Private and public sector defined benefit and hybrid direct investment gilt holdings are published for the first time in this publication.
Since March 2020, in private sector defined benefit and hybrid schemes, there has been a 32% decrease in conventional gilts with 25 years and over maturity, but a corresponding increase in index-linked gilts; these gilts are considered less risky for the investor as they are protected against inflation.
Direct investment index-linked gilt holdings for defined benefit and hybrid UK funded occupational pension schemes stood at £385 billion as of 31 March 2022, representing 71% of all direct investment gilt holdings.
Despite a record increase in active membership of 290,000, private sector defined contribution assets remained unchanged from 31 December 2021 to 31 March 2022.
The value of equities and bond investments fell from 31 December 2021 to 31 March 2022, likely owing to the beginning of the conflict between Russia and Ukraine and increasing interest rates.
Table 1 provides a summary of UK funded occupational pension schemes, split by scheme type for membership, benefits, contributions and the three main asset classes held: pooled investment vehicle (PIV) holdings, direct investments, and insurance policy assets. The table allows for comparison by presenting the first time period of published data from the Financial Survey of Pension Schemes (FSPS) Quarter 3 (July to Sept) 2019 along with the two most recent published time periods Quarter 4 (Oct to Dec) 2021 and Quarter 1 (Jan to Mar) 2022. For definitions of PIVs, direct investments and insurance policy assets please follow the link to the full glossary of terms.
Table 2 illustrates overall assets, liabilities and derivatives of UK funded occupational pension schemes for the same time period as Table 1.
|Private sector DC||Private sector DBH||Public sector DBH|
|Units||Q3 2019||Q4 2021||Q1 2022||Q3 2019||Q4 2021||Q1 2022||Q3 2019||Q4 2021||Q1 2022|
|Total membership||Million (number of people)||21.68||26.47||27.42||11.55||10.21||10.08||6.68||7.53||7.38|
|Total contributions||£ Million||5,362||6,002||6,685||7,088||6,432||8,067||2,653||3,204||4,052|
|Total benefits||£ Million||402||577||622||12,678||12,304||11,482||3,559||4,145||4,026|
|Total Pooled Investment Vehicles||£ Billion||134||212||212||743||744||796||224||312||293|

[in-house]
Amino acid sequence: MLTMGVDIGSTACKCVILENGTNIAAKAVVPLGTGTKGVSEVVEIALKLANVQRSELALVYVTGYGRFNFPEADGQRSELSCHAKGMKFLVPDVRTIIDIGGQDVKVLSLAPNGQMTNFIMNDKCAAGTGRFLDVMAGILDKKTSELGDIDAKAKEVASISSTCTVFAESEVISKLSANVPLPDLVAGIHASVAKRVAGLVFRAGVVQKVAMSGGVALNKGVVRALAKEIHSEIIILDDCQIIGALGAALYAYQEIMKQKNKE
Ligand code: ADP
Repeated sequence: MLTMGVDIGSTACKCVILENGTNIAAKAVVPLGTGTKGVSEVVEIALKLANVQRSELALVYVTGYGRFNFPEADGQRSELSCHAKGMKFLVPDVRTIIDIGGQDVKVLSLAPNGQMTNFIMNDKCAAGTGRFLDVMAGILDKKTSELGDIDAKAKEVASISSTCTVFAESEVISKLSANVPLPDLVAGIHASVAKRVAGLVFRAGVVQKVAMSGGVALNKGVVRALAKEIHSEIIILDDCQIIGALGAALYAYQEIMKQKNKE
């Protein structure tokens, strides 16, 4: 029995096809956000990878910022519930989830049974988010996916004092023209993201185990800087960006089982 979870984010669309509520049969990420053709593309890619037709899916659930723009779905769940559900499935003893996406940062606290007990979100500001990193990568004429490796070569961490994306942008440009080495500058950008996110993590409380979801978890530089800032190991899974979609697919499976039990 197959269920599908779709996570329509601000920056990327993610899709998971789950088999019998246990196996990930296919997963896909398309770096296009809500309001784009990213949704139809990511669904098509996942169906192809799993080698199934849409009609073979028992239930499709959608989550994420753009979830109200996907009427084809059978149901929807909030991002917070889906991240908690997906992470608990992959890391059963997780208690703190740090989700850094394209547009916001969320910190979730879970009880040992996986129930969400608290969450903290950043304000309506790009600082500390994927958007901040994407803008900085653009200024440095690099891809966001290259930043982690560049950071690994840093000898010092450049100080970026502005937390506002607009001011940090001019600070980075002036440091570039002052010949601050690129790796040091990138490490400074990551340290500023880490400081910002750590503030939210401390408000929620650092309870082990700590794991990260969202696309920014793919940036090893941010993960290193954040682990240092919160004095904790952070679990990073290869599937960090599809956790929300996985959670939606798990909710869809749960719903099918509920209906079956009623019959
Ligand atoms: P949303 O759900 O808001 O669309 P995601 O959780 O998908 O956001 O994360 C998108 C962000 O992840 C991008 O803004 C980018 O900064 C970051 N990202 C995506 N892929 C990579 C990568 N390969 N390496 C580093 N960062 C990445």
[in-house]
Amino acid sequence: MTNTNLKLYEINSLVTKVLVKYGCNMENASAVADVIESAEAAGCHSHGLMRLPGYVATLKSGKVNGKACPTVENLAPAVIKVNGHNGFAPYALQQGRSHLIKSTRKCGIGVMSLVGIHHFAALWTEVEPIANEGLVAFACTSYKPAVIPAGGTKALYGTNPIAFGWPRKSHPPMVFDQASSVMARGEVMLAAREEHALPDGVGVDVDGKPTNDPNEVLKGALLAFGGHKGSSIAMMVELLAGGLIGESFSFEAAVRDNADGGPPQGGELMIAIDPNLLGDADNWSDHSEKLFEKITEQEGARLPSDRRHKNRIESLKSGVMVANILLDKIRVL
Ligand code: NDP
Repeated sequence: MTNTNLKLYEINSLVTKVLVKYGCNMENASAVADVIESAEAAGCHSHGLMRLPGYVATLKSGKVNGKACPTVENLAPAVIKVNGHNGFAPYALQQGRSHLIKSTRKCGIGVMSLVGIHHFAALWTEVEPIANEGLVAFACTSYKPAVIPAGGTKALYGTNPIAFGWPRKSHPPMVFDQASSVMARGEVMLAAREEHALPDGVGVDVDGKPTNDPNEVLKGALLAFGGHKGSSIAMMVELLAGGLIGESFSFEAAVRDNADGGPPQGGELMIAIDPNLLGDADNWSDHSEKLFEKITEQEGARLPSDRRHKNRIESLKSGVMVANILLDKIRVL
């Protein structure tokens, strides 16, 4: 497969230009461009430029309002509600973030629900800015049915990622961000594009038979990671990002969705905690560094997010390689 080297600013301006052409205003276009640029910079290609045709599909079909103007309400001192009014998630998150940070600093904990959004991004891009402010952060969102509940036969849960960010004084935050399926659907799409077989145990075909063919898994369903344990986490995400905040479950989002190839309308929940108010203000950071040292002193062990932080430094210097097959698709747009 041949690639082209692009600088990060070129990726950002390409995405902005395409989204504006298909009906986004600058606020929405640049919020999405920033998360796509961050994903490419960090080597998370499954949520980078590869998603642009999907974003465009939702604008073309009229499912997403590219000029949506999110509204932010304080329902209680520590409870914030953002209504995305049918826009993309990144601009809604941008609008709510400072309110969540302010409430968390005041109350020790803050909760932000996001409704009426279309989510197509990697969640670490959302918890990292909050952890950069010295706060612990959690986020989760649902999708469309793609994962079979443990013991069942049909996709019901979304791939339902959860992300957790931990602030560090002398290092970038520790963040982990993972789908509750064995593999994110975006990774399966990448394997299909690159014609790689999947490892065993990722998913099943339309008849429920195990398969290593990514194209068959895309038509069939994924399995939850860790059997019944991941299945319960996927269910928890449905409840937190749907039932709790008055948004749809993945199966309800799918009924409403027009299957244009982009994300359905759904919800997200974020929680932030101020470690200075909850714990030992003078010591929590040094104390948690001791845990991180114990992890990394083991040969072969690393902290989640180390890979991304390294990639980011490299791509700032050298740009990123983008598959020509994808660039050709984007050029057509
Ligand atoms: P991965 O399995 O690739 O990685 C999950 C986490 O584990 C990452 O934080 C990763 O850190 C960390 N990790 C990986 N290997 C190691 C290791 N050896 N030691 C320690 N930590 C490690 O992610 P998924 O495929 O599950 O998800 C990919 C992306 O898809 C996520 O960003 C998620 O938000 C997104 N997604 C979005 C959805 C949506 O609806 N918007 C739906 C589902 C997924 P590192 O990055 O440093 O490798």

|Total Direct Investments||£ Billion||4||19||20||1,088||1,136||1,088||178||218||211|
|Total Insurance Policies||£ Billion||1||1||1||96||144||138||2||2||2|
Download this table Table 1: Summary table by scheme type.xls .csv
as at the end of
|Q3 2019||Q4 2021||Q1 2022|
|Gross assets excluding derivatives||2,470||2,788||2,761|
|Gross liabilities other than pension liabilities, excluding derivatives||193||218||227|
|Derivatives contracts with a positive (asset) value||..||277||296|
|Derivatives contracts with a negative (liability) value||..||269||298|
|Net assets excluding derivatives or 'market value of pension funds'||2,275||2,570||2,534|
|Gross assets including derivatives contracts with a positive (asset) value||2,470||3,065||3,057|
Download this table Table 2: Assets and liabilities of UK pension schemes.xls .csv
Gilts account for a significant proportion of UK funded occupational pension schemes investments; as of 31 March 2022, 20% of assets excluding derivatives consisted of direct investment gilts. Conventional gilts are nominal bonds that have fixed coupon payments at the time of issue and pay at set time intervals. Figure 1 shows private sector defined benefit and hybrid (DBH) conventional gilts data collected from 31 March 2020. Conventional gilts only cover between 30% and 40% of total UK gilts as at 31 March 2022. Conventional gilts are broken down into four sections based on the length of the gilt’s maturity, here represented by the four lines on the graph.
Private sector DBH conventional gilts with maturity of 25 years and over have decreased over the last eight quarters by 32%. This is in line with the patterns of de-risking that private sector schemes have been undertaking, where schemes may transfer long-term gilts to insurance companies via buy-ins and buy-outs. It links to an increase in index-linked gilts as discussed later.
Looking at the shortest-term gilts (0 to 7 years maturity), these have remained relatively stable over the entire timeseries, but have a negative total owing to a combination of repurchase agreements and/or schemes short selling their bonds. Not every scheme has a negative value for these short-term gilts; the values shown in Figure 1 are net positions. Repurchase agreements are the main method for pension schemes to attain liquidity to make investment decisions and pay members without having to sell more illiquid assets.
Figure 2 shows index-linked gilts, where the coupon payments are adjusted in line with the UK Retail Price Index (RPI). Private sector holdings have increased their proportion of these inflation-indexed bonds by 11%, which amounts to £47 billion, since 31 March 2020.
As shown in Figure 1, we have seen a decrease of over £43 billion in the longest-term conventional gilts since Quarter 1 (Jan to Mar) 2020. This correlates with the previously cited £47 billion uptake in index-linked gilts, which are seen as a lower risk to investors as the bond’s coupons and final settlement amount retain their real (inflation-adjusted) value over time. This thereby protects their investment against the effects of inflation. In the public sector, much like with the conventional gilts, index-linked gilts have remained relatively stable, with between 72% and 75% of total gilts for public sector schemes.